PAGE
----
By Shawn Perich
Recently, I read a story about a Minnesota deer hunter who accidentally started his deer stand on fire. It took a moment to wrap my head around the idea. Since the point of deer hunting is to avoid spreading human smells, why would you be burning something while sitting in a stand? For that matter, what’s flammable in a deer stand?
Reading more, I discovered the author was writing about a deer hunting style unfamiliar to me, but common enough across Minnesota. Hunters like the author climb into a box, either elevated or on the ground, and wait for a deer to appear.
Sheltered from the elements and warmed with a heater, they can diddle away on electronic devices—maybe text their fellow boxed pumpkins a huntin’ report—as they wait. To provide the deer with a little extra incentive to step into their killing zone, perhaps they spent the summer growing a food plot, created a mineral lick or dowsed the countryside with the various commercial magic potions intended to attract deer. I’m sure a lot of Minnesota deer get harvested in the above scenario, but not much hunting is going on.
I prefer to hunt out of the box for a number of reasons. For starters, I don’t intend to get into a box until they’re ready to plant me six feet under. More importantly, I know how to hunt—and that has little in common with putting out deer attractants and waiting in warm comfort for a deer to come to you. It’s more about knowing the land where you hunt and the animal you pursue, then using your knowledge to successfully kill a deer. Sometimes, I’ll stand in a good place and wait for an hour or two, but it’s been nearly a decade since I last climbed into a tree.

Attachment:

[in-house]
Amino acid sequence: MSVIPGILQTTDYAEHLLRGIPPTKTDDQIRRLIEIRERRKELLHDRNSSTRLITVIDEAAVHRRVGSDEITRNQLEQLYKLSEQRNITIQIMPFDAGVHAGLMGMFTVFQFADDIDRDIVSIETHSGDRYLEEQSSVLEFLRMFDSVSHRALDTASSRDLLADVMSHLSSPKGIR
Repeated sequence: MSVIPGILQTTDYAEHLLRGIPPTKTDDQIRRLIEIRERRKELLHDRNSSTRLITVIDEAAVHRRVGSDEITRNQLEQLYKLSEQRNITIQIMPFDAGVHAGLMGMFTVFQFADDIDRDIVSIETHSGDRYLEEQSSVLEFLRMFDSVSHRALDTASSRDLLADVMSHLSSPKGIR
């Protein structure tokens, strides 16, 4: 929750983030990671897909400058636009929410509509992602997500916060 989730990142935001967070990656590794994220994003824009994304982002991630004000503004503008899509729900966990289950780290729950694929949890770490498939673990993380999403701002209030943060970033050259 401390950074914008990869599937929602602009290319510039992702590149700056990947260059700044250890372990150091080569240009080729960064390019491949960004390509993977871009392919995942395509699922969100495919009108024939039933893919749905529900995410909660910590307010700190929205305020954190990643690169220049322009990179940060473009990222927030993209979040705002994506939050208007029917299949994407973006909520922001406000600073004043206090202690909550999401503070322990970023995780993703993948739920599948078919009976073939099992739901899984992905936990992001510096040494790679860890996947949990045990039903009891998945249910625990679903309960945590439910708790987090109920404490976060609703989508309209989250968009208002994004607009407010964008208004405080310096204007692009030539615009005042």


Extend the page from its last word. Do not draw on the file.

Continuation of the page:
In fact, when my father died a few years ago, the first of his possessions I sold was his new ladder stand. Dad’s hearing was so poor that he needed to sit where he could see deer approaching, rather than rely on his ears to detect deer while sneaking through the woods. Interestingly, Dad was adamant that in decades of sneaking, aka still-hunting, he mostly shot bucks. Later in life, when he climbed into tree, he believed he was more likely to see does.
Anyway, back to the ladder stand, which Dad used in his last year of hunting. Three of us lugged it a quarter mile into the woods to set up for Dad. Doing so had all the charm of trying to wrestle a washing machine through the brush. We decided the popularity of ladder stands was closely linked to the popularity of using an ATV as a hunting tool, because you need a trail suitable for an ATV in order to haul a bulky ladder stand into the woods. Most of the places we hunt are inaccessible via ATV, which is why we hunt there.
For a time, I was enamored with small portable stands. Now they gather dust in the garage. For me, portables add an unnecessary element of danger to hunting—the risk of falling. I’ve also come to believe, true or not, that when you sit in a stand more than once, the local deer become aware of your presence and adjust their movements accordingly.